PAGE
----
Will Nigeria and Ghana lead the ECOWAS contribution to the African Continental Free Trade Area?

When the African Continental Free Trade Area (AfCFTA) is actualized, the continent would have established the biggest trade area in the world. When it is implemented, the agreement will eliminate tariffs on 90 per cent of goods, allow autonomous movement of commodity, goods and services across countries on the continent.

According to the Economic Commission for Africa (ECA), the AfCFTA will promote intra-African trade by 52 per cent by the year 2022.

While only 22 countries are required to ratify the agreement to bring it into force, so far only 18 have ratified it. The expectation is to have the 22 countries ratify the agreement by the due date of March 2019 to bring it into force.

It is significant to note that, so far, countries in the Economic Community of West African States (ECOWAS) have the highest number of countries that have ratified the agreement. Out of the 12 that have signed the agreement, eight have ratified it.

As ECOWAS contributes nearly 28 per cent of the continent’s GDP, it does have an important role to play in the AfCFTA. Therefore, it is conceivable to think that Nigeria and Ghana, the two leading economies in the region would play major roles in realizing the trade area.

ECOWAS has an average per capita income (GDP per capita) of $1,927.8 in 2016.

The region has a population of 356 million in 2017, with a population of 188 million, Nigeria represents on average more than 60.3 per cent of total ECOWAS trade vis-à-vis third countries in the community for the period 2011to 2016. But Nigeria hasn’t signed the agreement yet. The other two ECOWAS countries that haven’t yet signed the agreement are Benin and Guinea Bissau.

Ghana with a population of 30 million is the second largest contributor to ECOWAS external trade. Ghana’s contribution is 11.6 per cent, followed by Cote d’Ivoire, 10.3 per cent and Senegal, 3.8 per cent.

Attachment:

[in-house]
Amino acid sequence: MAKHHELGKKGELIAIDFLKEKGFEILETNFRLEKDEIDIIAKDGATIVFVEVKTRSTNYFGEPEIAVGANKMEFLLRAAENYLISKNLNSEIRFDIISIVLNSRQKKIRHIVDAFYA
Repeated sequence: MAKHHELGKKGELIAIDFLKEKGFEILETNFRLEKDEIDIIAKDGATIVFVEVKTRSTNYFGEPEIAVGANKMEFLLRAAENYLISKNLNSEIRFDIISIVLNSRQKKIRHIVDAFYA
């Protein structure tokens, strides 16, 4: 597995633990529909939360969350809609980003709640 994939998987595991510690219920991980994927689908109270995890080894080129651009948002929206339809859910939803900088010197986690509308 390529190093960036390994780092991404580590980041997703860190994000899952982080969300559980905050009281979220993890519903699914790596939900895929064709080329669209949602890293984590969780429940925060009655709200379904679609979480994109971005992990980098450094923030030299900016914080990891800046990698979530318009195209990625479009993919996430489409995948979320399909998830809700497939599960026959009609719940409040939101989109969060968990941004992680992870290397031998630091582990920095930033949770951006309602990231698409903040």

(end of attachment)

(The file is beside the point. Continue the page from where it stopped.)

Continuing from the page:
Speaking at a three-day workshop for the Network of Economic Journalists for West Africa, in Monrovia, Liberia, Peter Joy Sewornoo, Programme Officer, Trade, ECOWAS Commission noted that all the Member States of ECOWAS have among others, entered a reservation on the issue of the categorisation of the Customs Unions with Least Developed Countries (LDCs) and non-LDCs. They also want the same time frame to apply to all countries and want no differentiation between LDCs and Non-LDCs in ECOWAS Customs Union.

Additionally, he said, some of the decisions that the countries have reached include 90 per cent liberalization; they were agreeable to the double qualification principle (tariff lines to be complemented by import value, and they have supported the concept of Double Qualification as a means of boosting intra-Africa trade.

There is overall consensus that the AfCFTA will be beneficial to the continent and while all await the full implementation when the required number of countries finally ratify the agreement, the role of Nigeria and Ghana from within the ECOWAS region will be key in the extend of impact that the region makes in the Area.

By Emmanuel K. Dogbevi, in Monrovia, Liberia
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